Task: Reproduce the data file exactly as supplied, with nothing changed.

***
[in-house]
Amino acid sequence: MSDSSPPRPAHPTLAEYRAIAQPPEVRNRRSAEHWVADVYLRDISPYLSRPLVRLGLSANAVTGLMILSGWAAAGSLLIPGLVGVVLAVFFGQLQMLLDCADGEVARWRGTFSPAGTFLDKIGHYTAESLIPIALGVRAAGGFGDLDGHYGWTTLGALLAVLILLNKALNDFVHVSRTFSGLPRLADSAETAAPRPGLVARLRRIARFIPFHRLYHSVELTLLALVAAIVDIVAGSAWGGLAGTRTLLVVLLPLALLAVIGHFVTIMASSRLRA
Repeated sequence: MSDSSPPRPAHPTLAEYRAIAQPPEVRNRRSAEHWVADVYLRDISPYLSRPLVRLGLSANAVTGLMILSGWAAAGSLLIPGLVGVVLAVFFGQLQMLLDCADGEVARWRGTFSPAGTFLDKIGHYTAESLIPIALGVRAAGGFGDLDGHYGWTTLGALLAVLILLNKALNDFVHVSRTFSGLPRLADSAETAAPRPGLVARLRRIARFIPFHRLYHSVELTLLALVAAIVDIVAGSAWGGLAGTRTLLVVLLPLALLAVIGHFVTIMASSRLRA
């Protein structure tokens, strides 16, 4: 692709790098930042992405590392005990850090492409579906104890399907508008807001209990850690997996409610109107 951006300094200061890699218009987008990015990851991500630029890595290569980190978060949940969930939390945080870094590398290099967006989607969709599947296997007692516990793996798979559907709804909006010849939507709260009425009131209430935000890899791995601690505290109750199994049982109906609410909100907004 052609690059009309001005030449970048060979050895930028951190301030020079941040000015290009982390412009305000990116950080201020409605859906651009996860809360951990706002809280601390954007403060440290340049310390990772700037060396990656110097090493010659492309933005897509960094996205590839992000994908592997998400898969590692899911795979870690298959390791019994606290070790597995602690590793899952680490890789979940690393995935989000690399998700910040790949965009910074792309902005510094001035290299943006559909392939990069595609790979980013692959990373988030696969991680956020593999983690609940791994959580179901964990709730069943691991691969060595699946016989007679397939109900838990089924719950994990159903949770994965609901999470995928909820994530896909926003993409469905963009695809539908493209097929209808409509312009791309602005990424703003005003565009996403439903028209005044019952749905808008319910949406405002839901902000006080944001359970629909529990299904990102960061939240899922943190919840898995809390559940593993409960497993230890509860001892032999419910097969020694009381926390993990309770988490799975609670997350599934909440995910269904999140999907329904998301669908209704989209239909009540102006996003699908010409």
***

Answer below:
[in-house]
Amino acid sequence: MSDSSPPRPAHPTLAEYRAIAQPPEVRNRRSAEHWVADVYLRDISPYLSRPLVRLGLSANAVTGLMILSGWAAAGSLLIPGLVGVVLAVFFGQLQMLLDCADGEVARWRGTFSPAGTFLDKIGHYTAESLIPIALGVRAAGGFGDLDGHYGWTTLGALLAVLILLNKALNDFVHVSRTFSGLPRLADSAETAAPRPGLVARLRRIARFIPFHRLYHSVELTLLALVAAIVDIVAGSAWGGLAGTRTLLVVLLPLALLAVIGHFVTIMASSRLRA
Repeated sequence: MSDSSPPRPAHPTLAEYRAIAQPPEVRNRRSAEHWVADVYLRDISPYLSRPLVRLGLSANAVTGLMILSGWAAAGSLLIPGLVGVVLAVFFGQLQMLLDCADGEVARWRGTFSPAGTFLDKIGHYTAESLIPIALGVRAAGGFGDLDGHYGWTTLGALLAVLILLNKALNDFVHVSRTFSGLPRLADSAETAAPRPGLVARLRRIARFIPFHRLYHSVELTLLALVAAIVDIVAGSAWGGLAGTRTLLVVLLPLALLAVIGHFVTIMASSRLRA
């Protein structure tokens, strides 16, 4: 692709790098930042992405590392005990850090492409579906104890399907508008807001209990850690997996409610109107 951006300094200061890699218009987008990015990851991500630029890595290569980190978060949940969930939390945080870094590398290099967006989607969709599947296997007692516990793996798979559907709804909006010849939507709260009425009131209430935000890899791995601690505290109750199994049982109906609410909100907004 052609690059009309001005030449970048060979050895930028951190301030020079941040000015290009982390412009305000990116950080201020409605859906651009996860809360951990706002809280601390954007403060440290340049310390990772700037060396990656110097090493010659492309933005897509960094996205590839992000994908592997998400898969590692899911795979870690298959390791019994606290070790597995602690590793899952680490890789979940690393995935989000690399998700910040790949965009910074792309902005510094001035290299943006559909392939990069595609790979980013692959990373988030696969991680956020593999983690609940791994959580179901964990709730069943691991691969060595699946016989007679397939109900838990089924719950994990159903949770994965609901999470995928909820994530896909926003993409469905963009695809539908493209097929209808409509312009791309602005990424703003005003565009996403439903028209005044019952749905808008319910949406405002839901902000006080944001359970629909529990299904990102960061939240899922943190919840898995809390559940593993409960497993230890509860001892032999419910097969020694009381926390993990309770988490799975609670997350599934909440995910269904999140999907329904998301669908209704989209239909009540102006996003699908010409």